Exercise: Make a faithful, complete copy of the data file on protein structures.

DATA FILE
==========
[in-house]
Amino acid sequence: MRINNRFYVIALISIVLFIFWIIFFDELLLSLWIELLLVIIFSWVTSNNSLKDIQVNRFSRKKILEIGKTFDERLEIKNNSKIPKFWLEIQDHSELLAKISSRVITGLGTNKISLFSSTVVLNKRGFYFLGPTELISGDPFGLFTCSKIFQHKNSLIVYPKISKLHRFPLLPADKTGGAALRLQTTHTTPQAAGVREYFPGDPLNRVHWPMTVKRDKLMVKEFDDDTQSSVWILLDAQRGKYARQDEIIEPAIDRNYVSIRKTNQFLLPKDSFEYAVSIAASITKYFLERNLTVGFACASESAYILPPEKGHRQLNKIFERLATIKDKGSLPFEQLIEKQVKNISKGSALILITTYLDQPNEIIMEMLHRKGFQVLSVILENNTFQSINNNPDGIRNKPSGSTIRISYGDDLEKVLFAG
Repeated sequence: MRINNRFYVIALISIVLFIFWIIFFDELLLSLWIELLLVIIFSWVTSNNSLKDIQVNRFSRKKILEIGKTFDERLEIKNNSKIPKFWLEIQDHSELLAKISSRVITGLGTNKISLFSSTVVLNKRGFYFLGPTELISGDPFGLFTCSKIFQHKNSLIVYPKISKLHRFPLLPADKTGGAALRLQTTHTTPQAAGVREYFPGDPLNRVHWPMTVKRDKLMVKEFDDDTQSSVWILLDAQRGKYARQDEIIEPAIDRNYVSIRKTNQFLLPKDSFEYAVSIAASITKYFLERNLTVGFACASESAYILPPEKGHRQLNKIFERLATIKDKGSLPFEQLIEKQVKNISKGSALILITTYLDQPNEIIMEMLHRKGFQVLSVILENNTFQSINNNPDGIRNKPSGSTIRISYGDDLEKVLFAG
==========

[in-house]
Amino acid sequence: MRINNRFYVIALISIVLFIFWIIFFDELLLSLWIELLLVIIFSWVTSNNSLKDIQVNRFSRKKILEIGKTFDERLEIKNNSKIPKFWLEIQDHSELLAKISSRVITGLGTNKISLFSSTVVLNKRGFYFLGPTELISGDPFGLFTCSKIFQHKNSLIVYPKISKLHRFPLLPADKTGGAALRLQTTHTTPQAAGVREYFPGDPLNRVHWPMTVKRDKLMVKEFDDDTQSSVWILLDAQRGKYARQDEIIEPAIDRNYVSIRKTNQFLLPKDSFEYAVSIAASITKYFLERNLTVGFACASESAYILPPEKGHRQLNKIFERLATIKDKGSLPFEQLIEKQVKNISKGSALILITTYLDQPNEIIMEMLHRKGFQVLSVILENNTFQSINNNPDGIRNKPSGSTIRISYGDDLEKVLFAG
Repeated sequence: MRINNRFYVIALISIVLFIFWIIFFDELLLSLWIELLLVIIFSWVTSNNSLKDIQVNRFSRKKILEIGKTFDERLEIKNNSKIPKFWLEIQDHSELLAKISSRVITGLGTNKISLFSSTVVLNKRGFYFLGPTELISGDPFGLFTCSKIFQHKNSLIVYPKISKLHRFPLLPADKTGGAALRLQTTHTTPQAAGVREYFPGDPLNRVHWPMTVKRDKLMVKEFDDDTQSSVWILLDAQRGKYARQDEIIEPAIDRNYVSIRKTNQFLLPKDSFEYAVSIAASITKYFLERNLTVGFACASESAYILPPEKGHRQLNKIFERLATIKDKGSLPFEQLIEKQVKNISKGSALILITTYLDQPNEIIMEMLHRKGFQVLSVILENNTFQSINNNPDGIRNKPSGSTIRISYGDDLEKVLFAG